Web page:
New paper on tracking single atoms in a thermal ensemble without laser cooling December 2022

We have isolated and tracked very slowly moving individual atoms without the aid of laser cooling. Passive filtering enabled us to carefully select atoms whose three-dimensional velocity vector has a magnitude below v¯/20, where v¯ is the mean velocity of the ensemble. Using a novel photon correlation technique, we could follow the three-dimensional trajectory of single, slowly moving atoms for >1μs within a 25μm field of view, with no obvious limit to the tracking ability while simultaneously observing Rabi oscillations of these single emitters. Our results demonstrate the power and scalability of thermal ensembles for utilization in quantum memories, imaging, and other quantum information applications through bottom-up approaches.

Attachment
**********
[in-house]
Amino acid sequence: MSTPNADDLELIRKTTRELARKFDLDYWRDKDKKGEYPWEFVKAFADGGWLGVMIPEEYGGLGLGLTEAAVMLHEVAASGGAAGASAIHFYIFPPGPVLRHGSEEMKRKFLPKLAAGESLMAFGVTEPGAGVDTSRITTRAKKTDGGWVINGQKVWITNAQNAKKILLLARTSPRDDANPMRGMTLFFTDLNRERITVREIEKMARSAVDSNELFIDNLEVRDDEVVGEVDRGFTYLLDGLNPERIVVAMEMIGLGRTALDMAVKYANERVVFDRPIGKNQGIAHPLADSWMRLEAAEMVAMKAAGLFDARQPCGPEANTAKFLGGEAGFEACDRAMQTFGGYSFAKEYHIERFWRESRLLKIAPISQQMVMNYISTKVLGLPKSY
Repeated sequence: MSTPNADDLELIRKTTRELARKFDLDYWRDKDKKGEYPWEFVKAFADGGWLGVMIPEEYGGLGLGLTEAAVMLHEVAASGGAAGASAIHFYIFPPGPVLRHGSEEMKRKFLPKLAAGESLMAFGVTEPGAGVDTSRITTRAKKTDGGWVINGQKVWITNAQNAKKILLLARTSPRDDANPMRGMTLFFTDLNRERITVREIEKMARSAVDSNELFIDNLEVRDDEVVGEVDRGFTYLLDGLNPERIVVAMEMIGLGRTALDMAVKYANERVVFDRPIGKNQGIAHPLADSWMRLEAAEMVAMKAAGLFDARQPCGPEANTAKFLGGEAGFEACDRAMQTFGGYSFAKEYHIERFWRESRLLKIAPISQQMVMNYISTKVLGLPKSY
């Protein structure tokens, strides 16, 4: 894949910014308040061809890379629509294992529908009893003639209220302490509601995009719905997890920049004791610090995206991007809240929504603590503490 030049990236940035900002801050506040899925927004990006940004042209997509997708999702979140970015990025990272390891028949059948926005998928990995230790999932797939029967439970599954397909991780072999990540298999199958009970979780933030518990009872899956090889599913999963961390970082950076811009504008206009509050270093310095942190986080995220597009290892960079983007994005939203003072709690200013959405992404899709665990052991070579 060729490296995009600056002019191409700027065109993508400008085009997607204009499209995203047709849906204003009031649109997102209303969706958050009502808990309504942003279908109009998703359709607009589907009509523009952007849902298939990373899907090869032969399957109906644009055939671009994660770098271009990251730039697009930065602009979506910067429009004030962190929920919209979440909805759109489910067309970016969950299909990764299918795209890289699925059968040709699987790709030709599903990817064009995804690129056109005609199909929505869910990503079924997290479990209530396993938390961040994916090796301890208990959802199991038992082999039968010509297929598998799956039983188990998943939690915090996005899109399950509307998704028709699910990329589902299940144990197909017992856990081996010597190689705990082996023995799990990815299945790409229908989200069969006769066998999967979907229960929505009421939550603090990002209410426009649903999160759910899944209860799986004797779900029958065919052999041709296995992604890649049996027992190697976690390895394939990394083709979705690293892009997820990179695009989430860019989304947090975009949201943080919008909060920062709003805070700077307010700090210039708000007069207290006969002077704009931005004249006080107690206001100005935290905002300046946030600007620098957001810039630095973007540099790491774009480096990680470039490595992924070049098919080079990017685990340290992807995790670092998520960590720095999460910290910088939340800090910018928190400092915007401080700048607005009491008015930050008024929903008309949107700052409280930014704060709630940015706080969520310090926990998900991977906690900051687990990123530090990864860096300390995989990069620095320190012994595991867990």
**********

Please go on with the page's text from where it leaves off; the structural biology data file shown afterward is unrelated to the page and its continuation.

Selecting and measuring single slow atoms. (a) Schematic of the experiment. Atoms from the silicon collimator are first pumped into F = 1 and then selectively pumped back to F = 2. A Doppler-free probe beam is used to detect the selected atoms. The angle between repump and the
atomic beam is θ =47 ◦. Two cleaved fiber tips are placed on the image plane of the imaging system with a numerical aperture (NA) of 0.42. (b) The involved energy levels. The repump is detuned by ∆ to select a certain group of atoms. (c) The raw coincidences with different time delays from two
SPCMs at ∆ = −80 MHz, corresponding to a velocity of v ≈ 100m/s.

New PhDs!

I’m very privileged to participate in the Ph.D.s hooding ceremony today for Raman Lab member Di Lao.  Later this month we’ll celebrate Chao Li as well, who is defending.  Congrats to these two fine scientists!